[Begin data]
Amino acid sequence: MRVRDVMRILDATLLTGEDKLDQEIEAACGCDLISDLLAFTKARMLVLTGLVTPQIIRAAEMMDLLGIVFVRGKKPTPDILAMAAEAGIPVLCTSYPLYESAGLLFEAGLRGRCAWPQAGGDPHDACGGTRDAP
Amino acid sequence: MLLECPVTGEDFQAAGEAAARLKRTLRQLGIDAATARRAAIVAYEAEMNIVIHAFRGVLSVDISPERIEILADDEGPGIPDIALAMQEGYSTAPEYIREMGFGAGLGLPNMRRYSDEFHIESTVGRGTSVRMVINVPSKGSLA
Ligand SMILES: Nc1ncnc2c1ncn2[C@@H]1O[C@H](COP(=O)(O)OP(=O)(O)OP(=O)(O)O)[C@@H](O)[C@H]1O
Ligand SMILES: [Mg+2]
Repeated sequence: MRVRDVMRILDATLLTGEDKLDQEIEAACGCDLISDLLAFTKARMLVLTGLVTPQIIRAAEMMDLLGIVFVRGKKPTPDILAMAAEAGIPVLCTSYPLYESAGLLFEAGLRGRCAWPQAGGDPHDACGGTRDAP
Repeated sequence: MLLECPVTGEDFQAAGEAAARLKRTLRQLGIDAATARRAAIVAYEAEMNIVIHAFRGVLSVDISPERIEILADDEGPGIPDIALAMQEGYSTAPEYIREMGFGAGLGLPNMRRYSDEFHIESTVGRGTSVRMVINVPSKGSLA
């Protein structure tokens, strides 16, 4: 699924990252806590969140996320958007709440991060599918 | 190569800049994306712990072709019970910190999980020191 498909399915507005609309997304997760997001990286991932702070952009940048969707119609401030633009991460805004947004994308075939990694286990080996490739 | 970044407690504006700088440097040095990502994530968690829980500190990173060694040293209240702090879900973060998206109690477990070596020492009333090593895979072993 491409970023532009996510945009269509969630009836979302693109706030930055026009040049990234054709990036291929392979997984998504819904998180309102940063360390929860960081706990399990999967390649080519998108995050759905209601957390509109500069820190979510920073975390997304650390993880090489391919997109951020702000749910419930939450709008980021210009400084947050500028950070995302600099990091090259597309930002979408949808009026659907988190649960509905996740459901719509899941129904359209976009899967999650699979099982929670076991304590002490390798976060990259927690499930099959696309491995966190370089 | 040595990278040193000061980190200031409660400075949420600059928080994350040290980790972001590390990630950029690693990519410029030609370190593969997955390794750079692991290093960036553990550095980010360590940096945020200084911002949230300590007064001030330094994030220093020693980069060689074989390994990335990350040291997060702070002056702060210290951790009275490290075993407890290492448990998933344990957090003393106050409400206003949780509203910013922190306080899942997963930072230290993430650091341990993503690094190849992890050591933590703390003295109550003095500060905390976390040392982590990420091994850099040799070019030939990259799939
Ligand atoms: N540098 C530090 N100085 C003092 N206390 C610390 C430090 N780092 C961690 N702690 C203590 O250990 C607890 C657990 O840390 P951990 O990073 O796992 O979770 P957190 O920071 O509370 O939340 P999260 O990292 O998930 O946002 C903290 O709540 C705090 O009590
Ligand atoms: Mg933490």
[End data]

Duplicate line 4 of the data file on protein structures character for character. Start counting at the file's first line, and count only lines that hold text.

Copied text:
Ligand SMILES: [Mg+2]